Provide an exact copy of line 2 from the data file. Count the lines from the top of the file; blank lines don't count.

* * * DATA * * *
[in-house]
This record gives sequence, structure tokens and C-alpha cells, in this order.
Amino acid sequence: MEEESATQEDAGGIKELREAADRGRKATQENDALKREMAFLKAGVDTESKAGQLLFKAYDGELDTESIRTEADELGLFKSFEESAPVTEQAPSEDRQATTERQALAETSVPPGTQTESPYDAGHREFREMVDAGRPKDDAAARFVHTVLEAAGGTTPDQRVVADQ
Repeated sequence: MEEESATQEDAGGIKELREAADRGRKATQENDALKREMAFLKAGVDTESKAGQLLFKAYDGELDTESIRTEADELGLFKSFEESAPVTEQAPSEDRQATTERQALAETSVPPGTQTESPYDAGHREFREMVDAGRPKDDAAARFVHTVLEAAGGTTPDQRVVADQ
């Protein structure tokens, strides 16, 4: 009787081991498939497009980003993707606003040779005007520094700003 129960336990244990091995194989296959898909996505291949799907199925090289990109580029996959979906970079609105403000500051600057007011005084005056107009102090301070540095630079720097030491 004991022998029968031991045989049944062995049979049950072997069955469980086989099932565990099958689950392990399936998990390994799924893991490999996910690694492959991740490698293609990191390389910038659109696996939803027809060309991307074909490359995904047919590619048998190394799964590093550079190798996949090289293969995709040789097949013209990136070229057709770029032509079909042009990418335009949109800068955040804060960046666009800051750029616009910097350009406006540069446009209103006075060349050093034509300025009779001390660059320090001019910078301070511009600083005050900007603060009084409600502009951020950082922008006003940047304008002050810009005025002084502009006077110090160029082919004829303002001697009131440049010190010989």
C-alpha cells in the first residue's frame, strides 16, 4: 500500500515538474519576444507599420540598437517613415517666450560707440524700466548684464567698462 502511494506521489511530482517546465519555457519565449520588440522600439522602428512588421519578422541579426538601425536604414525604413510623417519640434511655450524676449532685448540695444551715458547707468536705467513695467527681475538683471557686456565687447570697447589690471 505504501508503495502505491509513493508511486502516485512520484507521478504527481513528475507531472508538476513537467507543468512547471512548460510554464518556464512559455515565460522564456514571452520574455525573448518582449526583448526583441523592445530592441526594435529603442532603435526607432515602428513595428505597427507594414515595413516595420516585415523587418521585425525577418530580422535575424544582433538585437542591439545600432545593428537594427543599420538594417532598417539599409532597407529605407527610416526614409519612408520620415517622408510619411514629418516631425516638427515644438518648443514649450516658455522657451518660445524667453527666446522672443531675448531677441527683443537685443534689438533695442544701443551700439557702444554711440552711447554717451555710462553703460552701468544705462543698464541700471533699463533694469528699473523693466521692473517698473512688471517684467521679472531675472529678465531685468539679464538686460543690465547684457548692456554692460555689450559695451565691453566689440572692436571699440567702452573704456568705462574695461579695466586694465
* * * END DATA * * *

This record gives sequence, structure tokens and C-alpha cells, in this order.